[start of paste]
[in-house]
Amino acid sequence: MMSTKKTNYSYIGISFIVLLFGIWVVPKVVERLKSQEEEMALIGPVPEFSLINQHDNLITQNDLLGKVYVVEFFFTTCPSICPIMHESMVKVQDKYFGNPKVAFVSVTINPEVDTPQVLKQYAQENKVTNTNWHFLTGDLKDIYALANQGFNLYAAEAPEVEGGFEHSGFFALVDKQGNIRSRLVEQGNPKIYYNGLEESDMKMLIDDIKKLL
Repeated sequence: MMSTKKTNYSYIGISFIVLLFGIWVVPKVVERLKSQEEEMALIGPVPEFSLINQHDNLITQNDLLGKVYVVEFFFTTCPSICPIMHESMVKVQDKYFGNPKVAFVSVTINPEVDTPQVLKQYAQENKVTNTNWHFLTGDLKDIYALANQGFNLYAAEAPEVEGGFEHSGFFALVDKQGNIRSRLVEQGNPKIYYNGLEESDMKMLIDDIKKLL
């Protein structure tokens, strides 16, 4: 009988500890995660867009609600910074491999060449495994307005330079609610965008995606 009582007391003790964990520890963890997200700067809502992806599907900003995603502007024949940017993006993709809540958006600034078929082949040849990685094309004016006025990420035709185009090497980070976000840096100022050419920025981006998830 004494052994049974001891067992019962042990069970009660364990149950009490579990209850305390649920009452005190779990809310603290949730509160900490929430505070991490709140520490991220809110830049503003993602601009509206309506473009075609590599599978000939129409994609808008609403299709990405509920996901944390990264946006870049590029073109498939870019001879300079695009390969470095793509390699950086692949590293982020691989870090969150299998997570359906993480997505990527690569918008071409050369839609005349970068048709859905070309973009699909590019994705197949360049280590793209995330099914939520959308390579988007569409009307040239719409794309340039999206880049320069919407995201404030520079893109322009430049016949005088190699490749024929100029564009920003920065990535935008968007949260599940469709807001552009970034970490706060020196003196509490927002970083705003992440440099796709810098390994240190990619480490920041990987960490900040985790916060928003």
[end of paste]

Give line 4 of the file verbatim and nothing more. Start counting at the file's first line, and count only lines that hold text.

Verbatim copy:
């Protein structure tokens, strides 16, 4: 009988500890995660867009609600910074491999060449495994307005330079609610965008995606 009582007391003790964990520890963890997200700067809502992806599907900003995603502007024949940017993006993709809540958006600034078929082949040849990685094309004016006025990420035709185009090497980070976000840096100022050419920025981006998830 004494052994049974001891067992019962042990069970009660364990149950009490579990209850305390649920009452005190779990809310603290949730509160900490929430505070991490709140520490991220809110830049503003993602601009509206309506473009075609590599599978000939129409994609808008609403299709990405509920996901944390990264946006870049590029073109498939870019001879300079695009390969470095793509390699950086692949590293982020691989870090969150299998997570359906993480997505990527690569918008071409050369839609005349970068048709859905070309973009699909590019994705197949360049280590793209995330099914939520959308390579988007569409009307040239719409794309340039999206880049320069919407995201404030520079893109322009430049016949005088190699490749024929100029564009920003920065990535935008968007949260599940469709807001552009970034970490706060020196003196509490927002970083705003992440440099796709810098390994240190990619480490920041990987960490900040985790916060928003």